More on whether good Mormons can be good Democrats

If it’s hard to persuade Mormon Republicans to cross party lines and vote for a Democrat, that’s because it’s hard to persuade anybody to cross party lines.

Sometimes, people lie to pollsters. Not always, of course. But if you ask people to confess to something that they know makes them look bad, people are likely to lie. If your poll asks men whether they beat their wife, for example, most folks will say they don’t–even those who do. Pollsters call this “social desirability bias.” One example you may have heard of is the “Bradley effect,” where people won’t tell pollsters that they plan to vote against a black candidate for fear of looking racist.1

Recently I posted data showing that Mormons overwhelmingly reject the idea that a good Mormon can’t be a good Democrat. Some folks challenged me on that finding, though, supposing that there might be a social desirability problem. After all, official church statements have made clear that neither party has a church endorsement, so active Mormons may hesitate to confess that they really do believe that a good Mormon can’t be a good Democrat.

Suppose that’s true. It probably is to some extent. How might we detect if Mormons think that the Democratic party is at odds with their religion, even if they won’t say so explicitly?

One thing we could look for is evidence that Mormons are less willing to cross party lines than other folks. If Mormons were more committed partisans than other voters, then maybe that would be evidence that although Mormons won’t admit that they think Democrats are somehow evil, they act like it. Maybe Mormons are completely unwilling to consider voting for a Democrat–less willing than non-Mormons are to crossover.

Turns out the data don’t support that line of thinking. I looked at this a few ways, and I couldn’t find any evidence that Mormons are more committed to their party than anybody else in Utah. (To clarify, I’m not asking whether Mormons are more Republican than other Utahns; I’m asking whether Mormons are more partisan than other Utahns.)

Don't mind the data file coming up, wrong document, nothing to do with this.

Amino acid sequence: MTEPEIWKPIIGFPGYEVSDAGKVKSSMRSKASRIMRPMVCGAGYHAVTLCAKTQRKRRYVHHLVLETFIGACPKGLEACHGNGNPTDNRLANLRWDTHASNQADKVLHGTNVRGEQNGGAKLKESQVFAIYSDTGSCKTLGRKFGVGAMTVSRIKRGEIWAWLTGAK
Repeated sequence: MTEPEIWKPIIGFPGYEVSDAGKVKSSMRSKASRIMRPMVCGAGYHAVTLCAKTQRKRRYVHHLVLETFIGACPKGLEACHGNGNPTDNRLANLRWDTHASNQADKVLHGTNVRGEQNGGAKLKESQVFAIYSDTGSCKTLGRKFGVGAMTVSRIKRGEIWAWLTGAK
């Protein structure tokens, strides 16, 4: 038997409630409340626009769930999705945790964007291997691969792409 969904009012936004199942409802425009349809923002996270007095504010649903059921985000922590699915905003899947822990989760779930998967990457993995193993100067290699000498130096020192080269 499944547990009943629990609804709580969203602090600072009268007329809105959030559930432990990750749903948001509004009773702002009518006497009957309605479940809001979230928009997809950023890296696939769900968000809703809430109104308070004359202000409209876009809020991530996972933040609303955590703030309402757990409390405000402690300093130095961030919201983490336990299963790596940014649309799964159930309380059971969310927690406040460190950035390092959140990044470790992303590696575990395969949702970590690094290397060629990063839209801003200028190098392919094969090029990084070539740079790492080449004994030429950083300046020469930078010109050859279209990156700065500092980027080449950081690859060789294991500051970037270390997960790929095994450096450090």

First, let’s look at straight ticket voting. The 2010 Utah Colleges Exit Poll asked respondents in Utah House districts 48 and 63 who they had just voted for. Folks indicated their choice for governor, Senator, U.S. House, and Utah House. Let’s call somebody who chose the same party’s candidate in all four races a straight ticket voter. Here’s the data, with “less active Mormon” and “very active Mormon” defined the same as in my previous post:

Not Mormon Less active Mormon Very active Mormon
Not a straight ticket voter 8% 7% 9%
Straight ticket voter 92% 93% 91%

As you can see, there is no pattern at all. Active Mormons, less active Mormons, and non-Mormons in Utah are equally likely to vote a straight one-party ticket.

Second, let’s look at self-reported partisan loyalty. The exit poll form used in Utah House districts 48 and 63 included this three-part question:

Let’s call anybody who checked “Never” for all three parts of the question a “loyal partisan.” As the table below shows, religion does not correlate with this variable:

Not Mormon Less active Mormon Very active Mormon
Not a loyal partisan 70% 67% 69%
Loyal partisan 31% 33% 31%